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Missing Data Reporting and Analysis in Motor Learning and Development: A Systematic Review of Past and Present Practices

Priya Patel, Seungmin Lee, Nicholas D. Myers, and Mei-Hua Lee

Missing data incidents are common in experimental studies of motor learning and development. Inadequate handling of missing data may lead to serious problems, such as addition of bias, reduction in power, and so on. Thus, this study aimed to conduct a systematic review of the past (2007) and present (2017) practices used for reporting and analyzing missing data in motor learning and development. For this purpose, the authors reviewed 309 articles from five journals focusing on motor learning and development studies and published in 2007 and 2017. The authors carefully reviewed each article using a six-stage review process to assess the reporting and analyzing practices. Reporting of missing data along with reasons for their presence was consistently high across time, which slightly increased in 2017. Researchers predominantly used older methods (mainly deletion) for analysis, which only showed a small increase in the use of newer methods in 2017. While reporting practices were exemplary, missing data analysis calls for serious attention. Improvements in missing data handling may have the merit to address some of the major issues, such as underpowered studies, in motor learning and development.

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Effectiveness of Simulated Horseback Riding for Patients With Chronic Low Back Pain: A Randomized Controlled Trial

TaeYeong Kim, JaeHyuk Lee, SeJun Oh, Seungmin Kim, and BumChul Yoon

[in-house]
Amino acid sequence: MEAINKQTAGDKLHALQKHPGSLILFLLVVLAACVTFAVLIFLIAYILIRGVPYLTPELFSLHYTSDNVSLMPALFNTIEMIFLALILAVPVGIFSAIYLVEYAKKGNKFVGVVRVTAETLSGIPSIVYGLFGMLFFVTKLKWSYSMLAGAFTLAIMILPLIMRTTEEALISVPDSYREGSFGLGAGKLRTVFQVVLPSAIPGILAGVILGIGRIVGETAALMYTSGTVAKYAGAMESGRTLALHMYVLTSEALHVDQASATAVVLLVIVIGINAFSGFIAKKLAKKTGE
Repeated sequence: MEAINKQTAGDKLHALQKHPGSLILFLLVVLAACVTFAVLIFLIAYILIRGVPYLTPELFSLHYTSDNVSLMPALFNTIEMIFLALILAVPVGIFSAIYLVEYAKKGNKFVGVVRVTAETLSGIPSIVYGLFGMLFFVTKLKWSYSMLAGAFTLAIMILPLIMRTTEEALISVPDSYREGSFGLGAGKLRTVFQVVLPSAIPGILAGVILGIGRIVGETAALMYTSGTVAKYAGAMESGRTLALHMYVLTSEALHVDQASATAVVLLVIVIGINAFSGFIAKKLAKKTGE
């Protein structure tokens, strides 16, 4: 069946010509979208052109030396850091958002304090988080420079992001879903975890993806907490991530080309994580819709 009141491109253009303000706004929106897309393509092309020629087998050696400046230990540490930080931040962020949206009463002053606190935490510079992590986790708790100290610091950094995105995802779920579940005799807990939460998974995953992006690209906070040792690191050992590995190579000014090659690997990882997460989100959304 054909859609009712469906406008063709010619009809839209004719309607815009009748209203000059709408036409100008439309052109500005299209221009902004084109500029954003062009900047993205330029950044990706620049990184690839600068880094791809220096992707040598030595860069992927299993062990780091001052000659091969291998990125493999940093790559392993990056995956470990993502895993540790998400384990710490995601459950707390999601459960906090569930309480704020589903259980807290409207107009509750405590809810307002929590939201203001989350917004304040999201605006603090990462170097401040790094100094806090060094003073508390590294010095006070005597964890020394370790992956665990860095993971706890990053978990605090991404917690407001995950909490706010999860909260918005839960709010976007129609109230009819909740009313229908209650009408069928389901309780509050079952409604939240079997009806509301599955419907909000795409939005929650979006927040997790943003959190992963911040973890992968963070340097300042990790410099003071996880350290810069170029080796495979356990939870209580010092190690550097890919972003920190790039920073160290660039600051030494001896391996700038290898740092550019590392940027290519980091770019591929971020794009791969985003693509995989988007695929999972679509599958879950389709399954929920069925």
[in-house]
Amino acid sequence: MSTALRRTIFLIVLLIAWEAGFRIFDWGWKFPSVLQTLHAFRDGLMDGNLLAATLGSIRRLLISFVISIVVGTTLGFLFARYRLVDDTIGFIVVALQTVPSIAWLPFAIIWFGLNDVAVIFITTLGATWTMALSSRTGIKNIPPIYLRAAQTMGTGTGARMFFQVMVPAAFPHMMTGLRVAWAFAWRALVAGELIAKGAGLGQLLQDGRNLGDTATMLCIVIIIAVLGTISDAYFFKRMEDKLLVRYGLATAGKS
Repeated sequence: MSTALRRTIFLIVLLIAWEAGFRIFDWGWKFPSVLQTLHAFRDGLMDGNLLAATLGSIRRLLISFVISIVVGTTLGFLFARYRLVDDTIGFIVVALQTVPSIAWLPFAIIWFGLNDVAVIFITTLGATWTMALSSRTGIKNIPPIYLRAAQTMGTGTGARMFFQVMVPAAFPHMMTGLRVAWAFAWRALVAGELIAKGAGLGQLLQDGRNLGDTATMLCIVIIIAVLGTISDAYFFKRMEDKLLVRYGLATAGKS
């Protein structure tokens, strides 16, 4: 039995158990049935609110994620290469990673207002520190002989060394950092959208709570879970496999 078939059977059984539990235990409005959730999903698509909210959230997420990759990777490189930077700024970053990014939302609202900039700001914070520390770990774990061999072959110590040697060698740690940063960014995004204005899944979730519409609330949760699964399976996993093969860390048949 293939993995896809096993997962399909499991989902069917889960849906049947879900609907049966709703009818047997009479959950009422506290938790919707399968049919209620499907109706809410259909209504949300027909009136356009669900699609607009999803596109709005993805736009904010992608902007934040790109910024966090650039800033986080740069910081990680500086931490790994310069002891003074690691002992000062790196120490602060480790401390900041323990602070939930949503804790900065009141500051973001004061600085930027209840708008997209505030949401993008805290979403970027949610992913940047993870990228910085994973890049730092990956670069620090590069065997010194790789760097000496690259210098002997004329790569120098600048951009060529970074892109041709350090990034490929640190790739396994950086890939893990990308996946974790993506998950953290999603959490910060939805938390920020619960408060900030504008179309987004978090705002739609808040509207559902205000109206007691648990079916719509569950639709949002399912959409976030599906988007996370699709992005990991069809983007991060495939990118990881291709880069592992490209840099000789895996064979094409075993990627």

Context: A simulated horseback riding (SHR) exercise is effective for improvement of pain and functional disability, but its comparative effectiveness with the other is unknown. Objective: The authors aimed to demonstrate the effect of a SHR exercise in people with chronic low back pain. Design: A randomized controlled trial. Settings: Community and university campus. Participants: A total of 48 participants with chronic low back pain were divided into 2 groups, and SHR exercises (n = 24) or stabilization (STB) exercises (n = 24) were performed. Interventions: The exercises were performed for 30 minutes, 2 days per week for 8 weeks. Main Outcome Measures: Numeric rating scale, functional disabilities (Oswestry disability index and Roland–Morris disability), and fear-avoidance beliefs questionnaire (FABQ) scores were measured at baseline and at 4 weeks, 8 weeks, and 6 months. Results: A 2-way repeated analysis of variance identified that between-group comparisons showed significant differences in the FABQ related to work scale (F = 21.422; P = .01). There were no significant differences in the numeric rating scale (F = 1.696; P = .21), Oswestry disability index (F = 1.848; P = .20), Roland–Morris disability (F = 0.069; P = .80), and FABQ related to physical scale (F = 1.579; P = .24). In within-group comparisons, both groups presented significant differences in numeric rating scale (both SHR and STB after 4 wk), Oswestry disability index (both SHR and STB after 6 mo), and Roland–Morris disability (SHR after 6 mo and STB after 8 wk) compared with baseline values. In FABQ-related physical (SHR after 4 wk) and work scales (SHR after 6 mo), there were only significant differences in the SHR compared with baseline values. Conclusions: SHR exercise for 8 weeks had a greater effect than STB exercise for reducing work-related FABQ. The SHR exercise performed in a seated position could substantially decrease pain-related fear disability in young adults with chronic low back pain.